The music world lost one of its cherished folk gods on April 7, 2020, when American singer-songwriter and master storyteller John Prine died from complications related to the coronavirus. He was 73 years old.
Other musicians have lost their lives to COVID-19. There’s another harsh reality—it’s next to impossible for living musicians to make a living during the pandemic. They suffer a separate and lonely economic crisis of their own.
“Unless you’re in the top one percent of the one percent of the music world, it’s difficult to earn money as a musician right now,” says Jay Sweet, executive producer of the Newport Folk and Jazz Festivals, and executive director of its nonprofit Newport Festivals Foundation (NFF). “Touring and album releases have been cancelled, and so have music festivals. The coronavirus took away live music, and these artists don’t have unemployment benefits and health insurance. They need help.”
Sweet knows the music business. Prior to producing the Newport Festivals and running its foundation, he ran his own music consulting company and worked as a music supervisor in the movies. He’s also the former editor of Paste, a music and entertainment magazine.
“As a kid I was obsessed with music, and fortunately my dad had an amazing record collection. He let me rearrange albums, and many had “Live at Newport” on the covers. Jazz, blues, Motown and rock n’ roll. Johnny Cash, Bob Dylan, Kris Kristofferson, Wilson Pickett and the Grateful Dead—these were some of the musicians whose songs became hymns for me. Music was my religion—and songs like ‘Uncle John’s Band’ were in my hymn book.”
In 2007, Festival Network, a New York-based outfit that purchased the Newport Festivals from legendary festival founder George Wein, hired Sweet as a consultant. Two years later, the Rhode Island Department of Environmental Management, which oversees Fort Adams State Park in Newport, where the festivals are held, voided the contract with the Festival Network. Wein quickly regained control of the festivals and retained and appointed Sweet as his successor.
“George Wein really trusted Jay, who helped him buy the festivals back,” says Newport Festivals Foundation Publicity Director Meghan Helsel. “Jay’s the former editor of Paste, and he’s a creative guy who really brought an editor’s eye to the festivals. Plus, he knew a lot about emerging folk, Americana and indie-rock musicians. George wasn’t familiar with these genres and some of the budding talents. So, this move turned out to be a great fit.”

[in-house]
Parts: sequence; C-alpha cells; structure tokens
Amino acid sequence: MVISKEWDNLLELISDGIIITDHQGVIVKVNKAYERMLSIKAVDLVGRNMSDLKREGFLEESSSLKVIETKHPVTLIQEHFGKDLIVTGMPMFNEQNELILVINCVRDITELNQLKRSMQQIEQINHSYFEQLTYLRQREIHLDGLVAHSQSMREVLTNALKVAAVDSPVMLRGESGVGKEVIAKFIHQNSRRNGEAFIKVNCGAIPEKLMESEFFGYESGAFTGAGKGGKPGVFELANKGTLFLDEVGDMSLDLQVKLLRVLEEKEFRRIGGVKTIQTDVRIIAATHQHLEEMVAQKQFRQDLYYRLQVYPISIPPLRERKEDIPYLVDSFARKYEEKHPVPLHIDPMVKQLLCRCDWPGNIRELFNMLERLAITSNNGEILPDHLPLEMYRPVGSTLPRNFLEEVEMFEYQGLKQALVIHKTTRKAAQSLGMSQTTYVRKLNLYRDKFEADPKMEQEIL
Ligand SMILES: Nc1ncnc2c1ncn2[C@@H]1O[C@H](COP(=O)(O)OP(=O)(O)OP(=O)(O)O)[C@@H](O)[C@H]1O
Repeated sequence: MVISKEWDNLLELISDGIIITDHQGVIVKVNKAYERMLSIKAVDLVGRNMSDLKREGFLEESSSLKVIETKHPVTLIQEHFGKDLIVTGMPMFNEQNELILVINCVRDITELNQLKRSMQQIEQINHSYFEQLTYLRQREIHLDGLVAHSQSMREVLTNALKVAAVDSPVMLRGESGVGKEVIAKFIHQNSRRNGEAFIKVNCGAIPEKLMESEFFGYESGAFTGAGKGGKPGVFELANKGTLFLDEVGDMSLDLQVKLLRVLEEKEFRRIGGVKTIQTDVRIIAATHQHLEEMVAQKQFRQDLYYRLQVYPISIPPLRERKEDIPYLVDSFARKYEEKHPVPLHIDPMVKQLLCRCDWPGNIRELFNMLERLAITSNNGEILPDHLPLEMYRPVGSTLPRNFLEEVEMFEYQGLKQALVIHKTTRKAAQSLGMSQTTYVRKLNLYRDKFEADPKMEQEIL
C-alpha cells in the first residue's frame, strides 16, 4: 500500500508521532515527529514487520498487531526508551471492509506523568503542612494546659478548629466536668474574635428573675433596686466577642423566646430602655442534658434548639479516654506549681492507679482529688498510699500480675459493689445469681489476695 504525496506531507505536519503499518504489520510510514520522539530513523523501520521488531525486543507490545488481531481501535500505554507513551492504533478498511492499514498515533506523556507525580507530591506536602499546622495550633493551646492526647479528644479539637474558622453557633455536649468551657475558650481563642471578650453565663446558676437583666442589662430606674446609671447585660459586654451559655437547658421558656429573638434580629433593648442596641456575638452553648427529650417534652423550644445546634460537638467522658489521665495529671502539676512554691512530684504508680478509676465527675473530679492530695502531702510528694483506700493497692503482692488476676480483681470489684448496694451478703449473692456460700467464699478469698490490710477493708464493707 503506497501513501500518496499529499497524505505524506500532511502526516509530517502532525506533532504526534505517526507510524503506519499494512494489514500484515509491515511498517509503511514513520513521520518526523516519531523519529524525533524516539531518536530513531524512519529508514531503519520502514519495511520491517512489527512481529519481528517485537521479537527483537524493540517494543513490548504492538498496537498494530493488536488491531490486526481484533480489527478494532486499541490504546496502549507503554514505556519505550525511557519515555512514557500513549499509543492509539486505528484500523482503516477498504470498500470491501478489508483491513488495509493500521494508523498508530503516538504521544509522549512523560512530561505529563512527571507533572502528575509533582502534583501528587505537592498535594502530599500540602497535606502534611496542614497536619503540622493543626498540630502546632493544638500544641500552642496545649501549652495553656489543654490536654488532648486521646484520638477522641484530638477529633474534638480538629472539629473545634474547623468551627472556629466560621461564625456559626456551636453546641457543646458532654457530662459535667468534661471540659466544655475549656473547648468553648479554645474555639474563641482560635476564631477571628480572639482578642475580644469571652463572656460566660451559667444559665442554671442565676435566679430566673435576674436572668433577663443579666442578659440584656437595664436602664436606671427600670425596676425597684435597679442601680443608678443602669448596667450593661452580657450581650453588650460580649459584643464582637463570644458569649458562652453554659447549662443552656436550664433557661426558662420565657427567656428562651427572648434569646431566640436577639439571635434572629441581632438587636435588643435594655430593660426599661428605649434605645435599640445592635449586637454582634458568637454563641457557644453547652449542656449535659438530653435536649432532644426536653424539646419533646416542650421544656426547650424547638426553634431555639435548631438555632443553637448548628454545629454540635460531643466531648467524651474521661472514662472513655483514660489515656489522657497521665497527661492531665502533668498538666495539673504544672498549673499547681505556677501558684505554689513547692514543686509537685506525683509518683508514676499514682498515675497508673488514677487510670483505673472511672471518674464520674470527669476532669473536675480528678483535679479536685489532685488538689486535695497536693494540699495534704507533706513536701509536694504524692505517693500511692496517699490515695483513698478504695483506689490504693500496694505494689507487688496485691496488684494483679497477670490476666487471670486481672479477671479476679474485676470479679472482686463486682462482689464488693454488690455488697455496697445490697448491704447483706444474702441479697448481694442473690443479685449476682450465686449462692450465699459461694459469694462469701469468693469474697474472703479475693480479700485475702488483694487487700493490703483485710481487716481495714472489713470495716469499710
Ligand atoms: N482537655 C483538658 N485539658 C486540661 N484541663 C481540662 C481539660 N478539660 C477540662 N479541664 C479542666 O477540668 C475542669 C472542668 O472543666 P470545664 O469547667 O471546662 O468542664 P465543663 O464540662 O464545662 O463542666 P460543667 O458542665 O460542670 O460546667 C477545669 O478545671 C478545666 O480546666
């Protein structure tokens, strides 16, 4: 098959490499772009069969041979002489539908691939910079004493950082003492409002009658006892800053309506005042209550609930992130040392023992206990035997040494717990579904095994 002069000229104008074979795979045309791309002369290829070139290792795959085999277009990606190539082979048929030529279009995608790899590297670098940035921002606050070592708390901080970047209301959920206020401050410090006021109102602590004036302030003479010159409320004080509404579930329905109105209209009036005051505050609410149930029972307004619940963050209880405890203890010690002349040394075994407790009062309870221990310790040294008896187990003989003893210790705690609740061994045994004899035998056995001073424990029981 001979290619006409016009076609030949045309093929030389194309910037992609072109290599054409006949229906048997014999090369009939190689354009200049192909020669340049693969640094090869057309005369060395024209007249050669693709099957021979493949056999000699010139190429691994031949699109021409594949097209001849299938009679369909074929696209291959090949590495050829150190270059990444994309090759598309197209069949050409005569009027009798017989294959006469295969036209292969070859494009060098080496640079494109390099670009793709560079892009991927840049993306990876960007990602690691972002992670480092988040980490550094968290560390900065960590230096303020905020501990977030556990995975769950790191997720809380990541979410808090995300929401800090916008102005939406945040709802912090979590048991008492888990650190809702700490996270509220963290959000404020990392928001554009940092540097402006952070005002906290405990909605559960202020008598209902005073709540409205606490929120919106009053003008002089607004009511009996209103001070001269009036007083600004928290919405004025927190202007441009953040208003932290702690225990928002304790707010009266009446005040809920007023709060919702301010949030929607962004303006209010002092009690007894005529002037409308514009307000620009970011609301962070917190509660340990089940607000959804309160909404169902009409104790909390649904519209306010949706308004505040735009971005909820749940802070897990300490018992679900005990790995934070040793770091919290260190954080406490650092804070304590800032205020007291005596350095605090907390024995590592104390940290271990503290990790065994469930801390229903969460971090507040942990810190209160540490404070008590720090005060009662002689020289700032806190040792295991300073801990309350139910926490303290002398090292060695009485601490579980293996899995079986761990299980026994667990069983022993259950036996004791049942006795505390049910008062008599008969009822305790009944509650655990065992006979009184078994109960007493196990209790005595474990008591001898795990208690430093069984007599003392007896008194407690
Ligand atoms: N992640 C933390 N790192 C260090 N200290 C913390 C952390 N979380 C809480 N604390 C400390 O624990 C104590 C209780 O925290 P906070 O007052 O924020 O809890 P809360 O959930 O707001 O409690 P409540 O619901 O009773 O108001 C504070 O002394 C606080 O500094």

2019 marked the Newport Folk Festival’s 60th anniversary since it debuted in 1959. The Newport Jazz Festival preceded its companion event by five years and was introduced in 1954. The NFF fosters the legacy and expands the impact of its festivals by supporting music education programs year-round, across the country. It relies on the money it makes each year at the festivals to carry out its work. Both festivals were cancelled in 2020 because of the coronavirus.
“As devastating as it is to write these words, it’s balanced with a renewed sense of, well, ‘Hope,’” Sweet said in a foundation press release. “It’s Rhode Island’s motto for good reason, and it’s also the feeling our festival family constantly exudes when we come together in good times and perhaps more importantly, in difficult times. This community is truly unlike any other in music, and I believe we can emerge from this adversity stronger and more connected than ever before.”
The NFF responded to the devastating toll COVID-19 has taken on independent musicians by creating the Newport Festivals Musician Relief Fund, which provides financial relief to musicians in the folk and jazz communities experiencing a loss of income as a result of the pandemic. The fund’s Revival grant is a one-time grant between $500 and $3,000 for artists to create educational content in partnership with NFF. Content is sent free of charge to music education programs. The Micro Grant is a one-time grant between $300 to $500 to cover a musician’s immediate financial concerns.